Let’s try a mental experiment: think of your monthly salary. Now double it. Then double it again and imagine what your life would be like. And then double it one more time (you could just take the original amount and multiply it by 8, but it’s more fun to go in increments). Now, how do you feel? Pretty good, right?
I recently read of a study that determined that when people attend a group gathering with the same people once a month, their happiness increases about as much as when their salary doubles. Just once a month! Isn’t that incredible? Can you imagine how happy you could be if you were to meet with like-minded people every single week? You’d be on your way to feeling like a millionaire!
Most of us are probably not expecting a raise of 100% or more any time soon. The simple act of coming to the U on a regular basis though can lift your spirits more than such a difficult-to-attain financial prospect.
Here’s another kicker — “Singing is to laughing what running is to walking.” I heard this statement from a well-known author and speaker in the self-development field. We all enjoy laughing, and it is good for you – emotionally, mentally, and physically. Imagine multiplying all these benefits through a very simple action. All you need to do is take a deep breath, open your mouth and sing.
Singing connects us with other people that bypass the usual barriers of human interaction. It is an activity without a specific purpose – it does not get us (well, most of us, anyway) food, shelter, or attraction from potential mates. It is because of this lack of purpose that it is such a powerful means for bonding. If we are both singing, it means that we are willing to spend our free time doing something together just for fun. It is nearly impossible to feel threatened by someone who is singing with you.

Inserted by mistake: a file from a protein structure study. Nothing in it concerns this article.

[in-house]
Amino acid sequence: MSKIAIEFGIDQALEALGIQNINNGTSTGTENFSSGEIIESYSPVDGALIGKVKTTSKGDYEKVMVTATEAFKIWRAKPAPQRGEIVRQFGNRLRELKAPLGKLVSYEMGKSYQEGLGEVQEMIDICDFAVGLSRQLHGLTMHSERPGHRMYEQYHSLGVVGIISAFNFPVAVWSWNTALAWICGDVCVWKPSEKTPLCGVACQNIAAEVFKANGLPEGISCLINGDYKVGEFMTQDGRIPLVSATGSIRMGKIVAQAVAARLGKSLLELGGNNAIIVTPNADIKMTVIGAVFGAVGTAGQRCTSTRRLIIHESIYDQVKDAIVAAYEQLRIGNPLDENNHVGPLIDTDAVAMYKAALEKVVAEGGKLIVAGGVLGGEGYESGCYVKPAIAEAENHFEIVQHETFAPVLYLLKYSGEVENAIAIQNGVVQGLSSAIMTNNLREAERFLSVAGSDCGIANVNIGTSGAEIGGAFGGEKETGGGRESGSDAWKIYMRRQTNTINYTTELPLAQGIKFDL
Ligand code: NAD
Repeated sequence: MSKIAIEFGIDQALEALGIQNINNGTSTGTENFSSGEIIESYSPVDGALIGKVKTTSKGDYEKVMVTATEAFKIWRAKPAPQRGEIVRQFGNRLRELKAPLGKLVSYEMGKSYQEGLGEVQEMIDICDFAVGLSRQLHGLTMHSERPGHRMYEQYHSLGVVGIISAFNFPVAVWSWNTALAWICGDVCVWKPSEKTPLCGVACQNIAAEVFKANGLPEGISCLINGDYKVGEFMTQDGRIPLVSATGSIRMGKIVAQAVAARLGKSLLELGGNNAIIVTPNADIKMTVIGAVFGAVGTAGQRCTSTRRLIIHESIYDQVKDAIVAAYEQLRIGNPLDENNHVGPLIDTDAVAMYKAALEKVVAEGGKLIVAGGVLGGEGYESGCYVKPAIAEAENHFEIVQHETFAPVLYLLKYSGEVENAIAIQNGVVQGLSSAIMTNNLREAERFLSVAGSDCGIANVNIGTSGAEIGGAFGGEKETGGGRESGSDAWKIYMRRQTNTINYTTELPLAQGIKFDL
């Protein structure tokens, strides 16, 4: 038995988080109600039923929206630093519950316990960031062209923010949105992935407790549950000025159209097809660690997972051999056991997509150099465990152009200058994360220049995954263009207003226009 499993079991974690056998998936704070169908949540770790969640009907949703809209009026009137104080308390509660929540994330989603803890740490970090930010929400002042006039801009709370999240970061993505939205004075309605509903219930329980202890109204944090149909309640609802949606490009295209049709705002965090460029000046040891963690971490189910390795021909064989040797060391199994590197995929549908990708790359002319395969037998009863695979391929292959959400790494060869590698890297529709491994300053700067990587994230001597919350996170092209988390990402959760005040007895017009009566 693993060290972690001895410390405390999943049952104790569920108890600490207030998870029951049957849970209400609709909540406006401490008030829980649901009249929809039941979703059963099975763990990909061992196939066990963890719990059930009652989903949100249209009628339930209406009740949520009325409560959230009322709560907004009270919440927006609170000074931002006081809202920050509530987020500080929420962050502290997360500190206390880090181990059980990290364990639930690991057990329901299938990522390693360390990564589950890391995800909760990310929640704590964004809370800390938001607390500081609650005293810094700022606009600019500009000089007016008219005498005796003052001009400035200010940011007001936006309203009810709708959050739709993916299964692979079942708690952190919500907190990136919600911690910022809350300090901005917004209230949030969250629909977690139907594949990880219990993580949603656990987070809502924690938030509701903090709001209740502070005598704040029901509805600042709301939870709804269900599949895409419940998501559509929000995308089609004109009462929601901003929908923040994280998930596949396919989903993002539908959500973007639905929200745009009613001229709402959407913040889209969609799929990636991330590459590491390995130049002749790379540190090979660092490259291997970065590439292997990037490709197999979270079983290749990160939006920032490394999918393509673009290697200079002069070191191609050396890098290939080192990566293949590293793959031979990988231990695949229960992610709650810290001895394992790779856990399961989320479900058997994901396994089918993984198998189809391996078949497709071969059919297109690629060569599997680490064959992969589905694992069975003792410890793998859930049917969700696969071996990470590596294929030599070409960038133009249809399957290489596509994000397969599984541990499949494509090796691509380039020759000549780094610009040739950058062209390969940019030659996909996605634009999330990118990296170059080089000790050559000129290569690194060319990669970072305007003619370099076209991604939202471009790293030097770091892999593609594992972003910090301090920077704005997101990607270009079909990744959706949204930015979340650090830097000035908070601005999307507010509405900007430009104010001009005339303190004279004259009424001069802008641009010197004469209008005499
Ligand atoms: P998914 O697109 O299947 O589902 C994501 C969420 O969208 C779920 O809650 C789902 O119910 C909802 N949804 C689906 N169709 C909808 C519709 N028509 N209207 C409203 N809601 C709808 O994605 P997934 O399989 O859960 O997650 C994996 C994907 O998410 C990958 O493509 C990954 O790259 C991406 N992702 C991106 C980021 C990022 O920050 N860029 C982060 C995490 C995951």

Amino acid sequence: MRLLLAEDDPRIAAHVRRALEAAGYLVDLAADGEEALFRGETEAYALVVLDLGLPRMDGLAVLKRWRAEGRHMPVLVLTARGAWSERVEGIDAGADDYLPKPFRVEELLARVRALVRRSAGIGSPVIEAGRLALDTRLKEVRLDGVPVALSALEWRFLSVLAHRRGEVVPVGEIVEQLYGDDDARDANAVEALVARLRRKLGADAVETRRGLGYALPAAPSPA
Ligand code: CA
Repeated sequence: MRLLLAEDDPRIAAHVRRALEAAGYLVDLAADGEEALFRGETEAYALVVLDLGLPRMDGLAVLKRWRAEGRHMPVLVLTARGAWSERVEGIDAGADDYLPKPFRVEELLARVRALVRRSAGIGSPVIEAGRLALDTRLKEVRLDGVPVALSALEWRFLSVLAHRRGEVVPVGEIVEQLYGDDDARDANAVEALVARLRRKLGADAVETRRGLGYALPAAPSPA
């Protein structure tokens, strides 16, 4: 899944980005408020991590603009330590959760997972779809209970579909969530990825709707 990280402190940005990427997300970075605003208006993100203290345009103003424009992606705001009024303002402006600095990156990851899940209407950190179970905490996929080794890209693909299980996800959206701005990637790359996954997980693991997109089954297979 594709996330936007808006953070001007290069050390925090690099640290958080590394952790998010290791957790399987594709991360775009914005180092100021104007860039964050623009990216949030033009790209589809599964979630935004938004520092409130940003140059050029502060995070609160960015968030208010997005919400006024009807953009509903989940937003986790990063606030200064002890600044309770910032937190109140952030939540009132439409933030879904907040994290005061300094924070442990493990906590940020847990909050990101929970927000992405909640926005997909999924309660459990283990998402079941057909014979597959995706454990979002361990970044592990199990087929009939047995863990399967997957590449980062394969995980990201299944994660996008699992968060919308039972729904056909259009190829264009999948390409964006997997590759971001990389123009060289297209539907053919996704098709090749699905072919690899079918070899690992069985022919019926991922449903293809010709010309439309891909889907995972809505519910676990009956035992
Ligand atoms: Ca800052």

Music was a major reason why the Civil Rights movement in the 1960s was so successful. People with different backgrounds realized that they had something in common when they sang “We Shall Overcome” together. And it did not require any resources other than human bodies and willingness to engage.
Life certainly has its challenges for all of us – but some of the most important things are, indeed, still free.